The wild flowers on the farm are the first to wake up. The native grasses stay dormant longer, waiting for the soil to get warmer. Our farm is all native grasses and as I look around in the distance, I can see everyone else is green and we are still tan and brown, oh well! The flowers above are the purple Loco Plant, which also come in white. Cowboys say they make horses crazy when they eat them. I know that when the red beatles come every spring, if the Loco Plant has not bloomed they are everywhere at night, flying at you in all directions. But if the Loco Plant has bloomed in time they go to the plant and stay there. Needless to say, I like the Loco Plant!
I had thought these were a wild crocus, since they are the very first to show up, but from this wonderful site done by a professor from CSU, Dr. Mary L. Dubler, I found out they are actually a Sand Lily. That little ant was having such fun exploring!
The Three Tooth Ragwort plant is everywhere, filling the fields with bright yellow. I have tried to transplant it into our native garden several times, but it has just not held from year to year.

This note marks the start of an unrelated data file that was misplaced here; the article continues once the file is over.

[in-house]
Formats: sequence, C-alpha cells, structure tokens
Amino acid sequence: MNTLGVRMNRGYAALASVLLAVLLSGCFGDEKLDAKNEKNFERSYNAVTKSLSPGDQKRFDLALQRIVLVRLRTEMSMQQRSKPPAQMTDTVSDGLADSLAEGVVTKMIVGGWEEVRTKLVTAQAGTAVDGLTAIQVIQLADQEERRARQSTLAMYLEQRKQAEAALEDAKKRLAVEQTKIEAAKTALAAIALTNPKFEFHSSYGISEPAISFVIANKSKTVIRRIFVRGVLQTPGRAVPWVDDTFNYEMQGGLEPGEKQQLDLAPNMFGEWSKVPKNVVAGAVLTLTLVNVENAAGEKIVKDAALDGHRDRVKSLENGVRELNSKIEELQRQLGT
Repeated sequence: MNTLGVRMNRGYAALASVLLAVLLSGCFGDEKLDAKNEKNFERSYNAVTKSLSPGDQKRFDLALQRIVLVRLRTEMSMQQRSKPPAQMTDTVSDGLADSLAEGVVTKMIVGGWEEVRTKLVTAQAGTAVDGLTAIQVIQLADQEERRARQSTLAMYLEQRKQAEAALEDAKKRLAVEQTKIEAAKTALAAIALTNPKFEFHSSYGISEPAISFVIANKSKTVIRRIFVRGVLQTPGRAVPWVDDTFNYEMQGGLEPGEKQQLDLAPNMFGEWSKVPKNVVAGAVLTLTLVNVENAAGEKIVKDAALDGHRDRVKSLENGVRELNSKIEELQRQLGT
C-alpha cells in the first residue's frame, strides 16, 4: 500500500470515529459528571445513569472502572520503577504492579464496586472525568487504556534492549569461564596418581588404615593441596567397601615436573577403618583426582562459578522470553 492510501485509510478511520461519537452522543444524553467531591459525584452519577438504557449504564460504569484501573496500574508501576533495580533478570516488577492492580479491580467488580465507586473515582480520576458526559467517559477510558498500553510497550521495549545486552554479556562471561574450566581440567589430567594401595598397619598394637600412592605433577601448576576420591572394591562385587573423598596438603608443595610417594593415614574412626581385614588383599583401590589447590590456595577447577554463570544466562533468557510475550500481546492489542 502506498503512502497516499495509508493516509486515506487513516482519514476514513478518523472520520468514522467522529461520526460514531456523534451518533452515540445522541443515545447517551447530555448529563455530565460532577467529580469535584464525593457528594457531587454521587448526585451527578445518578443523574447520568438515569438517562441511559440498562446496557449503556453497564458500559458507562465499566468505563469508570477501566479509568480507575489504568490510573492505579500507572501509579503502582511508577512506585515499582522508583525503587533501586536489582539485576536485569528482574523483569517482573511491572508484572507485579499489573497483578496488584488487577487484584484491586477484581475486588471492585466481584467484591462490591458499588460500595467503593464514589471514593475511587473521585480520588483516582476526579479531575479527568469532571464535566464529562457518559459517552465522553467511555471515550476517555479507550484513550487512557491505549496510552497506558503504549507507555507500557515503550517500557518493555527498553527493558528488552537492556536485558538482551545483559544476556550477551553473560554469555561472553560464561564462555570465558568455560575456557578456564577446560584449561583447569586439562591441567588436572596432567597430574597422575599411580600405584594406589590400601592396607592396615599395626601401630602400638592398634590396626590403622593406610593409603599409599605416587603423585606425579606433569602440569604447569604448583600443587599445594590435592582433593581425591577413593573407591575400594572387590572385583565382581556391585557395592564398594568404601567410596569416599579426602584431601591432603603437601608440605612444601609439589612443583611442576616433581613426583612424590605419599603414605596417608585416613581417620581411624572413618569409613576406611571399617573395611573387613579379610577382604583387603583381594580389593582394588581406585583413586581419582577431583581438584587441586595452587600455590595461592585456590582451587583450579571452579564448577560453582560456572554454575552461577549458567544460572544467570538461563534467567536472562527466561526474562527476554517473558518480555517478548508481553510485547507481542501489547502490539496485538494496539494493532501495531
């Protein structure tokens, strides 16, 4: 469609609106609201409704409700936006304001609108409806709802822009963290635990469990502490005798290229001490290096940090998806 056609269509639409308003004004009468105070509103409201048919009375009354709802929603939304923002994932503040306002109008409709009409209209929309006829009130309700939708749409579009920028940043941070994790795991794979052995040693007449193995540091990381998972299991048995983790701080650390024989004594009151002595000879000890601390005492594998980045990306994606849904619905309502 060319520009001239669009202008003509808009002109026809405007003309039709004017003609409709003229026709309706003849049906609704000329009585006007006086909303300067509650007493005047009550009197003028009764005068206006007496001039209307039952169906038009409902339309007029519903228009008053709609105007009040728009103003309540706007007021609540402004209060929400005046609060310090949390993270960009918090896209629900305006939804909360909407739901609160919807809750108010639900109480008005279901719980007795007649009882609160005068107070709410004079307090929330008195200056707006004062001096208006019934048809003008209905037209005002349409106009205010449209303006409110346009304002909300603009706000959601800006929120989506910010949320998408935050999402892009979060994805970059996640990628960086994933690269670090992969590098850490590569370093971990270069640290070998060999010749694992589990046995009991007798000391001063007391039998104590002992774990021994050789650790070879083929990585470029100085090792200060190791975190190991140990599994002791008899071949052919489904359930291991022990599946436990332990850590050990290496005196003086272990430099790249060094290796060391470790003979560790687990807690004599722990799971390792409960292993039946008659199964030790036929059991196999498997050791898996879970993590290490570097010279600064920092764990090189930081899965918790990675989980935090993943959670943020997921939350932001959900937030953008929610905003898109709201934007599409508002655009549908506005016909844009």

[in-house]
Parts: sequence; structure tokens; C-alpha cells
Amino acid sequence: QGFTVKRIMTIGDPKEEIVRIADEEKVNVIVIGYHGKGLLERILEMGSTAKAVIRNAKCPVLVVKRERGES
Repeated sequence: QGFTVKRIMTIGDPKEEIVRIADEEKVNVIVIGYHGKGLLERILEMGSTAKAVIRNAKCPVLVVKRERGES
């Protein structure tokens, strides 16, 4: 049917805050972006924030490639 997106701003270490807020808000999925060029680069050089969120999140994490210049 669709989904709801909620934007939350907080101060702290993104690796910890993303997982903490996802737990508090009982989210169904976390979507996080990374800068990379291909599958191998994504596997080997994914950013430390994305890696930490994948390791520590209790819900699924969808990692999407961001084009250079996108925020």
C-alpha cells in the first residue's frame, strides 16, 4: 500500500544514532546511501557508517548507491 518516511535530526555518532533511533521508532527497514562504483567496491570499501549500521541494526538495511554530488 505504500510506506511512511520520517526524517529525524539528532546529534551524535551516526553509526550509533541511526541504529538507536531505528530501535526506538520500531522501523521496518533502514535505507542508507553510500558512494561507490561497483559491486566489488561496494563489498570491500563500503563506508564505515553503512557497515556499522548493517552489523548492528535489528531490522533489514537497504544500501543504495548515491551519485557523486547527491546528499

This wild flower is the Nuttall Primrose. It grows up to six inches in height blooming from March to May. This flower is a night owl. As I return to the house each night after the last feeding of the animals, the fields glow with patches of white flowers in the moonlight, lighting the way home.
To the first wildflowers, and thank you to professor Dr. Mary L. Dubler for walking the hills of Colorado looking for, and identifying these lovely flowers (She has also written a book about wildflowers for kids!).
*Last time in Barn Stories: Spring Baby Bunnies